Some readers have complained that the pacing of the book is a bit slow at the start, but I did not find this to be the case as I was pretty instantly swept up in the mystery of Coldthistle. I will say that I didn't find the book to be especially scary, even after a few extremely gruesome murders, but it was definitely a bit creepy. The lack of scariness, for me anyway, was because despite the pictures and fabulous illustrations, I never really bought into the creepy, gothic atmosphere. The lack of chills notwithstanding, I enjoyed the characters, setting and new-to-me mythology enough to ultimately enjoy the book. I think that teens that read horror novels will find a lot to like here, and I'll be booktalking this one (in high schools, it really is quite gory) in the fall. 3 stars.

Reviewer's Name: Britt
Genres:
A Face Like Glass
Hardinge, Francis
3 stars = Pretty Good
Review:

There's something wrong with Neverfell's face. In Caverna, where people live underground, people's facial expressions never change, unless they want them to. But Neverfell's face is horrifying, and so her caretaker Master Grandible, cheesemaker extraordinaire, makes her wear a mask at all times. Confined to Grandible's chambers, Neverfell gloms on to all visitors, until one day she meets a special visitor, escapes Grandible's corridors and truly starts to experience the horrors of Caverna - all of which are more terrible than her face.

First, this is not a horror book. I went into it thinking that it was (I mean, look at that cover - it's creepy!), and I think that expectation hampered my enjoyment of the read a bit.

By all rights, I should have loved this book. It has the ingredients of a book I would love: a strong(ish) female heroine, intricate worldbuilding, court intrigue, unreliable characters and a few fun twists. Unfortunately, I was never able to really connect with the characters, aside from Neverfell. Neverfell, and to a lesser extent her friend Zouelle, are the only characters to really get much development, and unfortunately, Neverfell spent most of the book annoying me. The first part of the book is also short on an overarching plot - I kept wondering where we were going (aside from, potentially, outside). Neverfell spends the middle 200 pages or so making silly, avoidable mistakes and almost getting herself or her friends killed. Which makes sense, given her sheltered upbringing, but it wasn't super fun to read, and despite a strong beginning, the middle of the book seemed to drag on. However, the last 100 pages or so, once our protagonist has a larger objective, were delightful. There's a reveal in the epilogue that I didn't see coming, and I loved it.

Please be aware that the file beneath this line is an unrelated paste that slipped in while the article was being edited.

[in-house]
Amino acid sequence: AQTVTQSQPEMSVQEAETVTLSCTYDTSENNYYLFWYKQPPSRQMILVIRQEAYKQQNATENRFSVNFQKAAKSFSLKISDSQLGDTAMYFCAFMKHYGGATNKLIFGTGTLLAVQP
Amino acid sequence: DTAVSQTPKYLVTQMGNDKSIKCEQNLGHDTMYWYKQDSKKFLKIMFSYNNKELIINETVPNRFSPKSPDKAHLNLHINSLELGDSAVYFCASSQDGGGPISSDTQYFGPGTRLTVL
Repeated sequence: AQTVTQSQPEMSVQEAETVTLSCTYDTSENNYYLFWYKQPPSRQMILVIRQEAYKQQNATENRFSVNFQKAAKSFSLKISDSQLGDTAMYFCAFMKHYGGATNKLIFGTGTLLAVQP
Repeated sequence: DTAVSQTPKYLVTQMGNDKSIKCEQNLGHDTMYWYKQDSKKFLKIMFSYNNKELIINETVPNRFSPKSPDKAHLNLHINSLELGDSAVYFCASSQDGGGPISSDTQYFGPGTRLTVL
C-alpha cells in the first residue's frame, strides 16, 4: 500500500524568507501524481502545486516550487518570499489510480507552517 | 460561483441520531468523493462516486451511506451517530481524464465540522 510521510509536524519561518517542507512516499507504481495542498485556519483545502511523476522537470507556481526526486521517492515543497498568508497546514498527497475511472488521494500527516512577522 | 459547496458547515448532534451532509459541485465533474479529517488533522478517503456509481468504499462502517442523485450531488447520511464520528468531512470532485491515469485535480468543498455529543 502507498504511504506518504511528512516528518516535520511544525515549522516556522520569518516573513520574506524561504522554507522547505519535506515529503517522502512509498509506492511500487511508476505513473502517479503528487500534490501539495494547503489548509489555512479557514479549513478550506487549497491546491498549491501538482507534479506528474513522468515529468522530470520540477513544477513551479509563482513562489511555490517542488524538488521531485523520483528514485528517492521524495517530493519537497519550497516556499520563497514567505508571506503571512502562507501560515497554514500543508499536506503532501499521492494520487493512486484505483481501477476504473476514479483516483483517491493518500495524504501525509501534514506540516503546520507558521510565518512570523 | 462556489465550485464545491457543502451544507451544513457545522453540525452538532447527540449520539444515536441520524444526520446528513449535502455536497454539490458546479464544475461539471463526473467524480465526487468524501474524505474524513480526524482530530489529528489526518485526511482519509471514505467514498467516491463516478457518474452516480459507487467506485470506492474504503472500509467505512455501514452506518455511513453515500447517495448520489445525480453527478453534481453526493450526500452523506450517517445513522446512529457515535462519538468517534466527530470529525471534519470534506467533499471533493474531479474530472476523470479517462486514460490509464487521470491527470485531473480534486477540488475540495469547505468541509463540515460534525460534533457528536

While the book wasn't perfect, the worldbuilding was amazing, and I definitely want to read author's other book, The Lie Tree (which apparently is horror), now. A very solid middle grade read. 3 stars - I liked it.

Reviewer's Name: Britt
Genres:
Book Review: The Little Prince
Saint-Exupéry, Antoine de
3 stars = Pretty Good
Review:

I don't know, maybe it's because I was reading this out loud to my daughter, but I just don't see what all the hubbub is. It was heavy-handed to me. There were some sweet spots, but overall I was underwhelmed.

Reviewer's Name: vfranklyn
Awards:
The Screaming Staircase
Stroud, Jonathan
4 stars = Really Good
Review:

Fans of Bartimaeus will not be disappointed by Jonathan Stroud’s series, Lockwood & Co. The “Problem” started about 50 years ago in London. Ghosts became true, dangerous, and very real threats to the living. Only young people have the ability to “see” and eradicate these creatures of the night. Enter Lockwood & Co., a company of three who go out nightly to defend the city. Great adventure, ghost story, and humor interweave for perfect storytelling in The Screaming Staircase, the first in the series.

Reviewer's Name: Kristin
Genres:
Scurvy Goonda
McCoy, Chris
4 stars = Really Good
Review:

Scurvy Goonda is a pirate ab-com who is ruining Ted’s life (an “ab-com” is an abstract companion). What other self-respecting 14-year-old still has an imaginary companion?! Soon it becomes clear that great evil is afoot, when all the world’s ab-coms disappear – along with Scurvy and Ted! Chris McCoy’s first bacon-filled novel is rife with invention, fun and whimsy, a page-turner that will keep you up all night.

Reviewer's Name: Kristin